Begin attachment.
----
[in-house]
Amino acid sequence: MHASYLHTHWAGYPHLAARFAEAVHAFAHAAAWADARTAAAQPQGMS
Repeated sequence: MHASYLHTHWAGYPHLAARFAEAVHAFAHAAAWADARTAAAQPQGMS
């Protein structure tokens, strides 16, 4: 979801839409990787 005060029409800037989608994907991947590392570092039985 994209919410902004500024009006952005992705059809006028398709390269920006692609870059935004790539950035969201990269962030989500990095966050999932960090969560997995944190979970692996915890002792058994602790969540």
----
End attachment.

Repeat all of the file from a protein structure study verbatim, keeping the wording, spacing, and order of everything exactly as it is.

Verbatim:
[in-house]
Amino acid sequence: MHASYLHTHWAGYPHLAARFAEAVHAFAHAAAWADARTAAAQPQGMS
Repeated sequence: MHASYLHTHWAGYPHLAARFAEAVHAFAHAAAWADARTAAAQPQGMS
């Protein structure tokens, strides 16, 4: 979801839409990787 005060029409800037989608994907991947590392570092039985 994209919410902004500024009006952005992705059809006028398709390269920006692609870059935004790539950035969201990269962030989500990095966050999932960090969560997995944190979970692996915890002792058994602790969540």